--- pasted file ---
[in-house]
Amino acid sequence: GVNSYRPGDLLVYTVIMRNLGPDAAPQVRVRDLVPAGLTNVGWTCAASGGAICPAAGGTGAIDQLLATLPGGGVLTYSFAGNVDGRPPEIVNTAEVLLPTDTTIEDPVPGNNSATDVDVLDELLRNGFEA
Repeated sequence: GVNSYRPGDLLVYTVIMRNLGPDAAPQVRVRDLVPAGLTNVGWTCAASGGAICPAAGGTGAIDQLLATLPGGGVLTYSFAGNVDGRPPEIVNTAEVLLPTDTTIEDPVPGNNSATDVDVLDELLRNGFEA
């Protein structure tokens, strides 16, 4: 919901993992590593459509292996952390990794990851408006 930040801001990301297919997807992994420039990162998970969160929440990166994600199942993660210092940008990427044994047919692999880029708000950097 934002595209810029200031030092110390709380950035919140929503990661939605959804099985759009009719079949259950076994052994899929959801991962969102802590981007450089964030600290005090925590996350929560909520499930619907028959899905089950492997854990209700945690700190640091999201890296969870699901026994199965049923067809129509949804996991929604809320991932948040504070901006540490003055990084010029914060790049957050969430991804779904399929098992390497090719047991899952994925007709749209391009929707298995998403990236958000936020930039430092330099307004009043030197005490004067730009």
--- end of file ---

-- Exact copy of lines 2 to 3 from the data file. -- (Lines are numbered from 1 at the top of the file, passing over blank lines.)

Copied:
Amino acid sequence: GVNSYRPGDLLVYTVIMRNLGPDAAPQVRVRDLVPAGLTNVGWTCAASGGAICPAAGGTGAIDQLLATLPGGGVLTYSFAGNVDGRPPEIVNTAEVLLPTDTTIEDPVPGNNSATDVDVLDELLRNGFEA
Repeated sequence: GVNSYRPGDLLVYTVIMRNLGPDAAPQVRVRDLVPAGLTNVGWTCAASGGAICPAAGGTGAIDQLLATLPGGGVLTYSFAGNVDGRPPEIVNTAEVLLPTDTTIEDPVPGNNSATDVDVLDELLRNGFEA